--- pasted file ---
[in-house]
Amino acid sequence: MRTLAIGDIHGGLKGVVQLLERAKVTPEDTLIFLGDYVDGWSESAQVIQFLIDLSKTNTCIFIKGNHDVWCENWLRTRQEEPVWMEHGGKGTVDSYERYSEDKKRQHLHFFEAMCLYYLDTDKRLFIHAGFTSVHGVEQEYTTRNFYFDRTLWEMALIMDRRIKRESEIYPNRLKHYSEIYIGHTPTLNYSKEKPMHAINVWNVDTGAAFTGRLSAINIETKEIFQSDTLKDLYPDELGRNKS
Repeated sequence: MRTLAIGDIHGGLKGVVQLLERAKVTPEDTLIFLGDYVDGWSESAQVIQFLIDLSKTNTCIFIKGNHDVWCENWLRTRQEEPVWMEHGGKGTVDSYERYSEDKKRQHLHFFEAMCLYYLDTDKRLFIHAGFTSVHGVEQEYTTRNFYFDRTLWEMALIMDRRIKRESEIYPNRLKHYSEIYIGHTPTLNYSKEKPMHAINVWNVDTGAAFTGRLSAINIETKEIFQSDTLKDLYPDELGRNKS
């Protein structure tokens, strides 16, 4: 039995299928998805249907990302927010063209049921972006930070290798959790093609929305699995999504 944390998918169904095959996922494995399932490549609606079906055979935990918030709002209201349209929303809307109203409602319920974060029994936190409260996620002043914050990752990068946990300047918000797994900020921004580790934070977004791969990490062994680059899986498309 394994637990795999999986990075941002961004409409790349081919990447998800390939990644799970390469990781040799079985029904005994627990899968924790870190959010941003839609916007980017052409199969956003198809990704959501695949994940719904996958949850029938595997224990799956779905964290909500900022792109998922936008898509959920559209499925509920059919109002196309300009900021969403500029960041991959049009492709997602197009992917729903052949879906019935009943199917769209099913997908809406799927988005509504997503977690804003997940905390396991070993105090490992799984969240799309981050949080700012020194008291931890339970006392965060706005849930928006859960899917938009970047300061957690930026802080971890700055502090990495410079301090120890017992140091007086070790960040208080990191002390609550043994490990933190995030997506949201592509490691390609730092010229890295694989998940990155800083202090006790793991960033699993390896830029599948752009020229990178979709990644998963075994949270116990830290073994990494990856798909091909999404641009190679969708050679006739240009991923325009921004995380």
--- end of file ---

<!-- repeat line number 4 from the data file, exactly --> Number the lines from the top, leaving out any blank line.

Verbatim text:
């Protein structure tokens, strides 16, 4: 039995299928998805249907990302927010063209049921972006930070290798959790093609929305699995999504 944390998918169904095959996922494995399932490549609606079906055979935990918030709002209201349209929303809307109203409602319920974060029994936190409260996620002043914050990752990068946990300047918000797994900020921004580790934070977004791969990490062994680059899986498309 394994637990795999999986990075941002961004409409790349081919990447998800390939990644799970390469990781040799079985029904005994627990899968924790870190959010941003839609916007980017052409199969956003198809990704959501695949994940719904996958949850029938595997224990799956779905964290909500900022792109998922936008898509959920559209499925509920059919109002196309300009900021969403500029960041991959049009492709997602197009992917729903052949879906019935009943199917769209099913997908809406799927988005509504997503977690804003997940905390396991070993105090490992799984969240799309981050949080700012020194008291931890339970006392965060706005849930928006859960899917938009970047300061957690930026802080971890700055502090990495410079301090120890017992140091007086070790960040208080990191002390609550043994490990933190995030997506949201592509490691390609730092010229890295694989998940990155800083202090006790793991960033699993390896830029599948752009020229990178979709990644998963075994949270116990830290073994990494990856798909091909999404641009190679969708050679006739240009991923325009921004995380």